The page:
Tuesday, July 10, 2007

July 10, 2007 - Have BiPAP, Will Travel

Today, Claire and I drive over to Ocean Medical Center, for the needle biopsy of my superclavicular lymph node (medical jargon for "above the collarbone"). I've been through this procedure once before, for the January, 2006 needle biopsy of the bulky tumor in my abdomen, that confirmed the lymphoma diagnosis and helped chart my whole course of treatment. Once again, Dr. David Feng will conduct the procedure.

Dr. Feng is an "interventional radiologist." That, as I understand it, is a relatively new medical specialty. Basically, an interventional radiologist is a doctor who sticks something into your body, while gazing at images on a screen that are provided by some form of radiological scanner (like an ultrasound or CT scanner). Sometimes the procedure is done for diagnostic purposes (as with me, today). Other times, its purpose is to deliver some form of treatment (such as placing a stent, or performing the "radio frequency ablation" treatment that zaps lung or liver cancer, through a needle inserted directly into the tumor).

As we drive over there, I try not to think about the fact that I'm voluntarily walking into a place where somebody is waiting to stick a needle into my neck.

Ocean Medical Center's Interventional Radiology Suite opened a couple of years ago, to great fanfare. It's a specialized operating room, that contains not only an operating table, but also an array of radiological scanning equipment.

Anesthesia is mostly by sedation, rather than general anesthesia. When the nurse in the same-day surgery staging area asks me about prior difficulties with anesthesia, and I relate my tale of waking up on the operating table twice (during my previous needle biopsy, and during the surgery to implant my port), she explains that I won't be dealing with an anesthesiologist today. Dr. Feng, she says, is his own anesthesiologist – and, I won't see him until I actually go into the operating room.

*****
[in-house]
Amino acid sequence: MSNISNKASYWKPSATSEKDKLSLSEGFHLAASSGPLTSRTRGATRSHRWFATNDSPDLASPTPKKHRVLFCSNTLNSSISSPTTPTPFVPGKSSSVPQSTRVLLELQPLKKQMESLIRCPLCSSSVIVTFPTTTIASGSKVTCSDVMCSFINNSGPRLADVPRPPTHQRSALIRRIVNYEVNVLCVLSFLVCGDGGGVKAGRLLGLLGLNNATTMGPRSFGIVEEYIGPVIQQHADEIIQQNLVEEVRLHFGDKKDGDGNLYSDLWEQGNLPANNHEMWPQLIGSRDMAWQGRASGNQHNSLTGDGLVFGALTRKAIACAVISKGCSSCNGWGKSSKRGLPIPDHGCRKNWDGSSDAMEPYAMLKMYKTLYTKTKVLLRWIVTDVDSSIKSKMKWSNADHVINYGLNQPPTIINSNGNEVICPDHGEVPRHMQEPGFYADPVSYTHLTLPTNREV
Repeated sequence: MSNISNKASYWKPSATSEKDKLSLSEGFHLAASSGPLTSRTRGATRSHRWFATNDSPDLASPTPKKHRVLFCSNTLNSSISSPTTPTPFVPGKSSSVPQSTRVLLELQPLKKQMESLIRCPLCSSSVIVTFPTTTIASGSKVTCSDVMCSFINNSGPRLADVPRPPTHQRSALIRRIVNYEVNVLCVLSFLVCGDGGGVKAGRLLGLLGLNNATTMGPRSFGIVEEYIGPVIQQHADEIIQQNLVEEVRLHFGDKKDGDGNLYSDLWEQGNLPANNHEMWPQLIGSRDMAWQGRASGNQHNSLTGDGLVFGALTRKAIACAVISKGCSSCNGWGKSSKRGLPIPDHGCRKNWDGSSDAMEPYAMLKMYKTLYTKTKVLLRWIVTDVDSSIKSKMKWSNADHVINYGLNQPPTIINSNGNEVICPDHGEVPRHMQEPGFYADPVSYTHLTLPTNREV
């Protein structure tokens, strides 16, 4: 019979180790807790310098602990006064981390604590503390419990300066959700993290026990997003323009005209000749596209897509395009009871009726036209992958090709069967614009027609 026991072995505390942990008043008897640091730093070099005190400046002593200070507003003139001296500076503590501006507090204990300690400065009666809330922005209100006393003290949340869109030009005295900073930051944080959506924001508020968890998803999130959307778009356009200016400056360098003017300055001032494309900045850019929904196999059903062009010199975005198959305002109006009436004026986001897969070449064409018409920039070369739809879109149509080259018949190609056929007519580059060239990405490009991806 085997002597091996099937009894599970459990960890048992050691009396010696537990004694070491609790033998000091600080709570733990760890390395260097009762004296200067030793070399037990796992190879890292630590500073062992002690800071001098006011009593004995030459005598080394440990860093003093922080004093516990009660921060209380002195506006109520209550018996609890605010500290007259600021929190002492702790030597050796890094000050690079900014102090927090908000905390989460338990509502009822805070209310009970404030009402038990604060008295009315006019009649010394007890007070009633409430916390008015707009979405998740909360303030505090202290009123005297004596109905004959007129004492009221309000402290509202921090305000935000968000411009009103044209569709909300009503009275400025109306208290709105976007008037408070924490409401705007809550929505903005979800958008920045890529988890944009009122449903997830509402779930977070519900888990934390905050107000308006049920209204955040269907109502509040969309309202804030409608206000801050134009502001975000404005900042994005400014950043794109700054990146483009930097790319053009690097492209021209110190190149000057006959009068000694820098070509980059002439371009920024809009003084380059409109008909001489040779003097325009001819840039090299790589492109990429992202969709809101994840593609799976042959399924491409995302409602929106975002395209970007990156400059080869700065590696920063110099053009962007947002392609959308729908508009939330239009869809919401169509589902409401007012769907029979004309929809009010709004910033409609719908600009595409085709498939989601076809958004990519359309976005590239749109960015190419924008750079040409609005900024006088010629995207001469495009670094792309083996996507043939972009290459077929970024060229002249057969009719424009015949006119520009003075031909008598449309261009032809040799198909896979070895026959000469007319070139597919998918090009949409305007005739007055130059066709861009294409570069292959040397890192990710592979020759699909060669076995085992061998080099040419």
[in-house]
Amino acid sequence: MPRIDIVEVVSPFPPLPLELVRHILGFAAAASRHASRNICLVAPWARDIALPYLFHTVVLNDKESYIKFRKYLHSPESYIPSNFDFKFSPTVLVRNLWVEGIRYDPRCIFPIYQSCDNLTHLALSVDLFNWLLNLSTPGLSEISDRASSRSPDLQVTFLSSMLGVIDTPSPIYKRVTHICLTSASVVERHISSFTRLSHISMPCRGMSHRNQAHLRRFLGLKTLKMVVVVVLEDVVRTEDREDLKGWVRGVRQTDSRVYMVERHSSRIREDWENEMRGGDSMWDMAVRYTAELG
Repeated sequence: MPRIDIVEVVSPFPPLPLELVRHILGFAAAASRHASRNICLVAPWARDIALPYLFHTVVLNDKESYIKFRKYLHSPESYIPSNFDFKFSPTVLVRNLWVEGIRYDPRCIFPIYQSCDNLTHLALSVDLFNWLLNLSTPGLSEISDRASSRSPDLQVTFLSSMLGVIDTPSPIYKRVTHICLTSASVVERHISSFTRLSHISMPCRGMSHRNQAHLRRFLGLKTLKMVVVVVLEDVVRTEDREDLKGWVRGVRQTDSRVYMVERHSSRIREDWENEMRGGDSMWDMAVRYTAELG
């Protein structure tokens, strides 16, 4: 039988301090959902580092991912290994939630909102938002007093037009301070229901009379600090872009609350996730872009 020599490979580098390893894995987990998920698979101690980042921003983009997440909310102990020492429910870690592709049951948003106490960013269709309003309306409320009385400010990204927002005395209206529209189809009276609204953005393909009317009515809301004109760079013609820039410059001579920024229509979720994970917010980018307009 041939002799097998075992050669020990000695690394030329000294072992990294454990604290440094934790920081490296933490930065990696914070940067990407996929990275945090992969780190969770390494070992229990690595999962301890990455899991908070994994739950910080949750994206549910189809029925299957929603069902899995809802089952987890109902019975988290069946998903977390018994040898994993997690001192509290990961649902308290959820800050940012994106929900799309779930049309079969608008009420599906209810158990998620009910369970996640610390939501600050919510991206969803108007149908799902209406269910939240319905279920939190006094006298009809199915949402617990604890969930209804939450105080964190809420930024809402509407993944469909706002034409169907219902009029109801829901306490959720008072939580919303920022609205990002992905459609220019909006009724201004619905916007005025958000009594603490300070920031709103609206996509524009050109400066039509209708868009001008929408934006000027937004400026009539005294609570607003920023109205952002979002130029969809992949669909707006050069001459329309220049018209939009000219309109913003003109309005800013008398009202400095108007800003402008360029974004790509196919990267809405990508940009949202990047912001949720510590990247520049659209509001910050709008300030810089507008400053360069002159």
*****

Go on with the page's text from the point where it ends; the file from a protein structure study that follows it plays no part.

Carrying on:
O.K, I think to myself. I'll go with the flow on this one. Today, I've brought not only my BiPAP mask with me, but the whole BiPAP machine. (It's a lesson learned from experience.) When it comes time for them to roll my gurney down to the surgical suite, the shoulder bag with the BiPAP in it is sitting on top of my legs. I have to be vigilant in hanging onto it. At least one nurse mistakes it for my personal belongings, and tries to whisk it away into a storage locker.

When I get to the operating room, two nurses there introduce themselves, and immediately ask about the black shoulder bag sitting on top of my legs. I explain that it contains my BiPAP machine, that I use it every night for obstructive sleep apnea, and that I'd like to use it during the needle biopsy, if that's O.K. with Dr. Feng. Fortunately, they don't seem fazed by this, at all – although they do grumble a bit that no one from same-day surgery warned them I'd be bringing such a machine with me.

It turns out I'm going to undergo this procedure without even shifting onto the operating table. I'll stay right on the gurney. (Sort of like drive-thru surgery, I think to myself.) There's no convenient place to put the BiPAP machine, so I just shift my legs to one side of the gurney, and the nurse places it on the other side. I put the mask on, myself (I'm a lot more familiar with it than she is), and she hooks up the tubing and plugs the electrical cord into an extension cord she pulls down from the ceiling. I explain that, once the mask is on, I won't be able to talk without first taking it off (the positive airflow of the BiPAP into my nose creates a sort of vacuum effect that keeps my mouth closed: which is precisely why the thing is so effective in preventing apnea – the dropping-down of the soft palate and its side-effect, snoring).